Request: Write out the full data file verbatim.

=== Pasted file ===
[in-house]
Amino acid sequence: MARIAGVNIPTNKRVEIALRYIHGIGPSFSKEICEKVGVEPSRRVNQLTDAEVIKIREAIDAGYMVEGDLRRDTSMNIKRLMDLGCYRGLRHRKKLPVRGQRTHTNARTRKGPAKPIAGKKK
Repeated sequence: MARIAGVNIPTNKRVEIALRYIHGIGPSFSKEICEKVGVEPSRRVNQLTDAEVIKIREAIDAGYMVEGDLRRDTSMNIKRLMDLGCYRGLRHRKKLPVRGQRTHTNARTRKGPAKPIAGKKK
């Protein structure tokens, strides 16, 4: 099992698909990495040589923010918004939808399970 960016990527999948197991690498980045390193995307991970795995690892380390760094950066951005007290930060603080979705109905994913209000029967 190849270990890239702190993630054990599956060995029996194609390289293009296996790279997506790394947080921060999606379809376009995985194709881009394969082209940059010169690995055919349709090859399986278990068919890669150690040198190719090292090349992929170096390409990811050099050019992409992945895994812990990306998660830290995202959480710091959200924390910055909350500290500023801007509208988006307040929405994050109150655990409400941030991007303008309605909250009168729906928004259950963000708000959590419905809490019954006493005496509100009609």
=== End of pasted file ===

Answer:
[in-house]
Amino acid sequence: MARIAGVNIPTNKRVEIALRYIHGIGPSFSKEICEKVGVEPSRRVNQLTDAEVIKIREAIDAGYMVEGDLRRDTSMNIKRLMDLGCYRGLRHRKKLPVRGQRTHTNARTRKGPAKPIAGKKK
Repeated sequence: MARIAGVNIPTNKRVEIALRYIHGIGPSFSKEICEKVGVEPSRRVNQLTDAEVIKIREAIDAGYMVEGDLRRDTSMNIKRLMDLGCYRGLRHRKKLPVRGQRTHTNARTRKGPAKPIAGKKK
């Protein structure tokens, strides 16, 4: 099992698909990495040589923010918004939808399970 960016990527999948197991690498980045390193995307991970795995690892380390760094950066951005007290930060603080979705109905994913209000029967 190849270990890239702190993630054990599956060995029996194609390289293009296996790279997506790394947080921060999606379809376009995985194709881009394969082209940059010169690995055919349709090859399986278990068919890669150690040198190719090292090349992929170096390409990811050099050019992409992945895994812990990306998660830290995202959480710091959200924390910055909350500290500023801007509208988006307040929405994050109150655990409400941030991007303008309605909250009168729906928004259950963000708000959590419905809490019954006493005496509100009609």